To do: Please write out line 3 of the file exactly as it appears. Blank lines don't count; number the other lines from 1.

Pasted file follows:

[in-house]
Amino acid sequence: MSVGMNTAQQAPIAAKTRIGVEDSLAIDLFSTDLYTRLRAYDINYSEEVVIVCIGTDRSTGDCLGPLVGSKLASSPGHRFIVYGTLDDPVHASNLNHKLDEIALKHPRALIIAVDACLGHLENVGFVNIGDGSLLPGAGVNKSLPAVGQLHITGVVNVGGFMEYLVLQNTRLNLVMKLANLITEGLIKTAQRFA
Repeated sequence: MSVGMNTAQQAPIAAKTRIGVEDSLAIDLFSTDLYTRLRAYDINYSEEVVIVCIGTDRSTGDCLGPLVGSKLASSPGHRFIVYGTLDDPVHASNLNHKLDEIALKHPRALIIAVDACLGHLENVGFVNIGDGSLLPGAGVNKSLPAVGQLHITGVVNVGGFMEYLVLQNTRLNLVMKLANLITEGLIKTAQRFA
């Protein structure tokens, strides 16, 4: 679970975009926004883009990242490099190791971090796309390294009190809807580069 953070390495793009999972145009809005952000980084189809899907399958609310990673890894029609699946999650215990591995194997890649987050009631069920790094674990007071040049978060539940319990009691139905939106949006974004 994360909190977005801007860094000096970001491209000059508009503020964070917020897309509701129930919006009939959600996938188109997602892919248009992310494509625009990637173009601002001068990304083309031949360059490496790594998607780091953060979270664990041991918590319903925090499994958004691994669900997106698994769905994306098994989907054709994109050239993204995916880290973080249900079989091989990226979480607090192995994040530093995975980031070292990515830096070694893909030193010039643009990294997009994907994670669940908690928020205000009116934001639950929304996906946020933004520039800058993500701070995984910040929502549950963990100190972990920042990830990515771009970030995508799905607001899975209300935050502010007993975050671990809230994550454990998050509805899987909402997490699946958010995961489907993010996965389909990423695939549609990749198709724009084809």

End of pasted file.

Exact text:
Repeated sequence: MSVGMNTAQQAPIAAKTRIGVEDSLAIDLFSTDLYTRLRAYDINYSEEVVIVCIGTDRSTGDCLGPLVGSKLASSPGHRFIVYGTLDDPVHASNLNHKLDEIALKHPRALIIAVDACLGHLENVGFVNIGDGSLLPGAGVNKSLPAVGQLHITGVVNVGGFMEYLVLQNTRLNLVMKLANLITEGLIKTAQRFA